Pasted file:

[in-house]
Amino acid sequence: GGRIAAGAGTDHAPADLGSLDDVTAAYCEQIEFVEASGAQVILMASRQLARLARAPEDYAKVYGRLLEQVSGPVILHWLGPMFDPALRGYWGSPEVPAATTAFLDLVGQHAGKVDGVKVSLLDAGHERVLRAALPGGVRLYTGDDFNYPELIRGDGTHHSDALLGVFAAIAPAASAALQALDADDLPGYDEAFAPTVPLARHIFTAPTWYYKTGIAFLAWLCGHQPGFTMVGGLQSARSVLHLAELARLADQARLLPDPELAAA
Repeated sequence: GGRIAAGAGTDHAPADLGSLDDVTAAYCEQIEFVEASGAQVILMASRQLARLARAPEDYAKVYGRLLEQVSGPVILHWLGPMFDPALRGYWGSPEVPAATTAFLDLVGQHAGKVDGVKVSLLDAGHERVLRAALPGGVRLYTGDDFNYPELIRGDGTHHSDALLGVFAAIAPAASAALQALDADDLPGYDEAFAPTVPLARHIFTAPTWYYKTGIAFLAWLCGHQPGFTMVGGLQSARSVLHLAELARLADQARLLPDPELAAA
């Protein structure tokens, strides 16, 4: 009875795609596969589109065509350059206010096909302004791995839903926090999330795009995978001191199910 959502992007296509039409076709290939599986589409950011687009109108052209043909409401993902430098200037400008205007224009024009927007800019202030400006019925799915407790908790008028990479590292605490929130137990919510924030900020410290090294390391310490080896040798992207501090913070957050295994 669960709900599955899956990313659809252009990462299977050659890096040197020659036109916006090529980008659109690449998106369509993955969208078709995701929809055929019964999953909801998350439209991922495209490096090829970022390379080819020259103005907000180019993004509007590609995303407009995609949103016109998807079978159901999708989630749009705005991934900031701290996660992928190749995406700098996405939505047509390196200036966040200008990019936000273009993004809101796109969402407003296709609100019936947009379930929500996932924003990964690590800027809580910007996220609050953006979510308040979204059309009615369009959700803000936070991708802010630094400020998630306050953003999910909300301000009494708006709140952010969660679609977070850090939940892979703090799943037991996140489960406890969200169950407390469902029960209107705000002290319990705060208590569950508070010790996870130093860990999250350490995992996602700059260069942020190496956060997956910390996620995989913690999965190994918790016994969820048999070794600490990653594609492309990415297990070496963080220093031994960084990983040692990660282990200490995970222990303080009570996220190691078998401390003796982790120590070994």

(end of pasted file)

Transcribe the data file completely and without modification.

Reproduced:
[in-house]
Amino acid sequence: GGRIAAGAGTDHAPADLGSLDDVTAAYCEQIEFVEASGAQVILMASRQLARLARAPEDYAKVYGRLLEQVSGPVILHWLGPMFDPALRGYWGSPEVPAATTAFLDLVGQHAGKVDGVKVSLLDAGHERVLRAALPGGVRLYTGDDFNYPELIRGDGTHHSDALLGVFAAIAPAASAALQALDADDLPGYDEAFAPTVPLARHIFTAPTWYYKTGIAFLAWLCGHQPGFTMVGGLQSARSVLHLAELARLADQARLLPDPELAAA
Repeated sequence: GGRIAAGAGTDHAPADLGSLDDVTAAYCEQIEFVEASGAQVILMASRQLARLARAPEDYAKVYGRLLEQVSGPVILHWLGPMFDPALRGYWGSPEVPAATTAFLDLVGQHAGKVDGVKVSLLDAGHERVLRAALPGGVRLYTGDDFNYPELIRGDGTHHSDALLGVFAAIAPAASAALQALDADDLPGYDEAFAPTVPLARHIFTAPTWYYKTGIAFLAWLCGHQPGFTMVGGLQSARSVLHLAELARLADQARLLPDPELAAA
């Protein structure tokens, strides 16, 4: 009875795609596969589109065509350059206010096909302004791995839903926090999330795009995978001191199910 959502992007296509039409076709290939599986589409950011687009109108052209043909409401993902430098200037400008205007224009024009927007800019202030400006019925799915407790908790008028990479590292605490929130137990919510924030900020410290090294390391310490080896040798992207501090913070957050295994 669960709900599955899956990313659809252009990462299977050659890096040197020659036109916006090529980008659109690449998106369509993955969208078709995701929809055929019964999953909801998350439209991922495209490096090829970022390379080819020259103005907000180019993004509007590609995303407009995609949103016109998807079978159901999708989630749009705005991934900031701290996660992928190749995406700098996405939505047509390196200036966040200008990019936000273009993004809101796109969402407003296709609100019936947009379930929500996932924003990964690590800027809580910007996220609050953006979510308040979204059309009615369009959700803000936070991708802010630094400020998630306050953003999910909300301000009494708006709140952010969660679609977070850090939940892979703090799943037991996140489960406890969200169950407390469902029960209107705000002290319990705060208590569950508070010790996870130093860990999250350490995992996602700059260069942020190496956060997956910390996620995989913690999965190994918790016994969820048999070794600490990653594609492309990415297990070496963080220093031994960084990983040692990660282990200490995970222990303080009570996220190691078998401390003796982790120590070994």